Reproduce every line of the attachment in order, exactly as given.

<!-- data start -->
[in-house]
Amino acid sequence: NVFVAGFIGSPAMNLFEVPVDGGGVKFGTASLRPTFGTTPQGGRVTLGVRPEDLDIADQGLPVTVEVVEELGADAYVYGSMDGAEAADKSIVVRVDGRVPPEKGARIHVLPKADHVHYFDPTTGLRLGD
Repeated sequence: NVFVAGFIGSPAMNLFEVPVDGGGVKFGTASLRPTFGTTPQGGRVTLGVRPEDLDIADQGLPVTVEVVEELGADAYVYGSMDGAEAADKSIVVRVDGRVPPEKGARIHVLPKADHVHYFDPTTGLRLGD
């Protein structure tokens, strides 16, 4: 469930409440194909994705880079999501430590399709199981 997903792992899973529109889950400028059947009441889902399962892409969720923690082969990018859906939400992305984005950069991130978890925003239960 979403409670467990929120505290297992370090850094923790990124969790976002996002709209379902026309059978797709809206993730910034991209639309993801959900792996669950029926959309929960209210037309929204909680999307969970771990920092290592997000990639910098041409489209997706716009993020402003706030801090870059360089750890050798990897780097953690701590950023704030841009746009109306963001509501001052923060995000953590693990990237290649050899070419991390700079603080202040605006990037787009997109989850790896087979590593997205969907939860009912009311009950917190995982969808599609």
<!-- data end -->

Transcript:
[in-house]
Amino acid sequence: NVFVAGFIGSPAMNLFEVPVDGGGVKFGTASLRPTFGTTPQGGRVTLGVRPEDLDIADQGLPVTVEVVEELGADAYVYGSMDGAEAADKSIVVRVDGRVPPEKGARIHVLPKADHVHYFDPTTGLRLGD
Repeated sequence: NVFVAGFIGSPAMNLFEVPVDGGGVKFGTASLRPTFGTTPQGGRVTLGVRPEDLDIADQGLPVTVEVVEELGADAYVYGSMDGAEAADKSIVVRVDGRVPPEKGARIHVLPKADHVHYFDPTTGLRLGD
């Protein structure tokens, strides 16, 4: 469930409440194909994705880079999501430590399709199981 997903792992899973529109889950400028059947009441889902399962892409969720923690082969990018859906939400992305984005950069991130978890925003239960 979403409670467990929120505290297992370090850094923790990124969790976002996002709209379902026309059978797709809206993730910034991209639309993801959900792996669950029926959309929960209210037309929204909680999307969970771990920092290592997000990639910098041409489209997706716009993020402003706030801090870059360089750890050798990897780097953690701590950023704030841009746009109306963001509501001052923060995000953590693990990237290649050899070419991390700079603080202040605006990037787009997109989850790896087979590593997205969907939860009912009311009950917190995982969808599609």